Focusing only on you – what you are doing and what will benefit you – may be one of the reasons you find yourself frozen and unable to move forward.

A business or organization may focus their mission statement on marketing a product, but they cannot lose sight of their customer.   Your purpose – whether written on paper or on your heart – cannot lose sight of those who will benefit from your commitment to your purpose.

When you take what you are doing out of the realm of self-fulfillment and consider the influence/support/service/relief/comfort you provide others through it, you reshape the nature of your approach and your expectations.

Thinking about the needs of those you impact can often give you the kick you need to lift yourself out of those self-sabotaging behaviors of procrastination, lack of focus, perfectionism, fear, etc.

chalkboardpurpose

Next week:  REMEMBERING TO BE STRATEGIC

Getting Out of Your Own Way – Part 1

In order to fully pursue the purpose God has placed on our lives, we are looking at how to avoid self-defeating behaviors.  Each week for six weeks we’re looking at one of the following:

To get out of you own way, you need to remember…
1. …your identity
2. …what you are doing
3. …your purpose
4. …the people
5. …to be strategic
6. …the outcome

This week:

REMEMBER YOUR IDENTITY

Your identity, your value, is neither dependent on the things you do nor on the opinions of other people.  The list of titles you hold or the roles you play do not validate who you are.  Being CEO, or manager, or movie star, or salesperson, or writer, or parent, or spouse is not the measure of your life.   Your finished “To Do” list does not give you meaning.  If you receive position, power, wealth, security, etc. from a person, then a person can take it away.  If you receive it from an event or activity, it will last only as long as that event or activity is deemed important or remembered by others.

Ecclesiastes 2:11

Yet when I surveyed all that my hands had done
and what I had toiled to achieve,
everything was meaningless, a chasing after the wind;
nothing was gained under the sun.

You are significant because God loves you. He called and you responded.  You cannot earn it by what you do, so you cannot lose it by what you do (or don’t do).  God gives it freely to you and will not take it away.  Mistakes, delays, failures, successes, accomplishments, advances – they do not affect His view of you or His heart for you.  Nothing can change God’s passion for you.

 Romans 8:38-39

For I am convinced that neither death nor life, neither angels nor demons, neither the present nor the future, nor any powers, neither height nor depth, nor anything else in all creation, will be able to separate us from the love of God that is in Christ Jesus our Lord.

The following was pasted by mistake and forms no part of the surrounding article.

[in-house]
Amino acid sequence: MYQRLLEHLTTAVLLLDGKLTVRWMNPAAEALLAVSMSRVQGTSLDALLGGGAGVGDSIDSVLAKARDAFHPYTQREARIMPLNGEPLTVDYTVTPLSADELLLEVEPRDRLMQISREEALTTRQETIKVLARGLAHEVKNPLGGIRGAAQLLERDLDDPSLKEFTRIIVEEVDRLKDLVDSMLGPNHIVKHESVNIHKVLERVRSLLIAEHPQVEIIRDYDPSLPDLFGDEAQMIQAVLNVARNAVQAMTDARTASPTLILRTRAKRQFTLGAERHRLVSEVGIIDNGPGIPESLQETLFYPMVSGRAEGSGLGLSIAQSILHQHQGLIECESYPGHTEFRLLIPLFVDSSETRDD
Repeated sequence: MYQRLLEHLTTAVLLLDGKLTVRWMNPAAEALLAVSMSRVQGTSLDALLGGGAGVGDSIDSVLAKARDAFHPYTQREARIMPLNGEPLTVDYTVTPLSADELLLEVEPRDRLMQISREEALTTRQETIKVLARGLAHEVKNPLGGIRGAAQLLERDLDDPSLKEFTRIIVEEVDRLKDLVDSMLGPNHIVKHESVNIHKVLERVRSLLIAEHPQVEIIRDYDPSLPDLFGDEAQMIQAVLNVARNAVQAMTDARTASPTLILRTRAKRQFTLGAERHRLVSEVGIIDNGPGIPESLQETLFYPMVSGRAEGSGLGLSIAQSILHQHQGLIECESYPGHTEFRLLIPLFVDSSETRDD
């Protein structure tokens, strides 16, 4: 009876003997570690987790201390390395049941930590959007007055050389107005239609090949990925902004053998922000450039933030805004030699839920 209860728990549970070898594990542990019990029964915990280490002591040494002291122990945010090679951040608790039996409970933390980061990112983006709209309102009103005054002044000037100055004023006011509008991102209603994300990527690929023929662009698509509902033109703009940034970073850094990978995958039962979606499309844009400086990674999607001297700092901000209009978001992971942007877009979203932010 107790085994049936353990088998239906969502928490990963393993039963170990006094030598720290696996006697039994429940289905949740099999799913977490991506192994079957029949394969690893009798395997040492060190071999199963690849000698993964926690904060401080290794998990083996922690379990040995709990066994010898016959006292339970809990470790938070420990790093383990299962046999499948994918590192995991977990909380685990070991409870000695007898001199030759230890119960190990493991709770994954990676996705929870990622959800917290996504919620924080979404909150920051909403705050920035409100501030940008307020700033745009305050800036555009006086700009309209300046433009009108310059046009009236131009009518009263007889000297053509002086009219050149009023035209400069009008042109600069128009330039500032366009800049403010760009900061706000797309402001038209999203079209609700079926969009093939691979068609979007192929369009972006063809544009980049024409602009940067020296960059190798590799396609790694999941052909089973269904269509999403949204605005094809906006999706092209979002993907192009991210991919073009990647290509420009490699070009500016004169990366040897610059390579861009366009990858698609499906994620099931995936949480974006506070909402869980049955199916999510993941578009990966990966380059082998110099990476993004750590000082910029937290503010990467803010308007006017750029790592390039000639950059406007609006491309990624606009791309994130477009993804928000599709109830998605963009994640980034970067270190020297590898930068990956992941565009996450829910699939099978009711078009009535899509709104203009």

As you pursue your purpose, you will face many challenges and roadblocks.  Don’t allow them to undermine who you think you are or who you think God is.  It is important to remember that these difficulties have nothing to do with who you are but are about what you are trying to do… which is next week’s topic.

Next week:  REMEMBER WHAT YOU ARE DOING

My “Aha” Moment from “Legally Blonde”

GROWTH

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Reese Witherspoon as
Elle Woods

In the movie comedy Legally Blonde, the character of Elle Woods was originally on the road to a career in fashion merchandising.  There was nothing wrong with her dream.  It’s what she wanted, it’s what she was good at, and she had the complete support of her fawning sorority sisters, jetsetter family, and old-money fiancé.  But when her fiancé, an aspiring lawyer heading to Harvard Law School, breaks up with her, Elle wants to win him back.  Much to everyone’s surprise, she is able to pass the Law School Admissions Test and is accepted at Harvard.  It is here her worldview is shaken.  She does not fit in with the culture and is considered a joke by people at every turn.  People think she is dumb, especially her ex-fiancé.

Rather than retreat, Elle takes the opinion on as a challenge and raises the bar (no pun intended) for herself.  Applying herself in her new culture, she discovers she actually understands and enjoys the law.  Applying her social skills from her old culture, she builds a support base of quirky friends around her. She begins a new journey. Eventually it is a combination of old and new skills and abilities that bring her success and a new life.  But not, of course, without the mandatory make-it-or-break-it moment along the way.  At one point Elle decides that it is more than she can handle.  She decides to give up, crying “No more trying to be something that I’m just… I’m just not.”   Her friend’s response:

What if you’re trying to be somebody you are?”

Those are brilliant words.  That was a personal “aha” moment for me.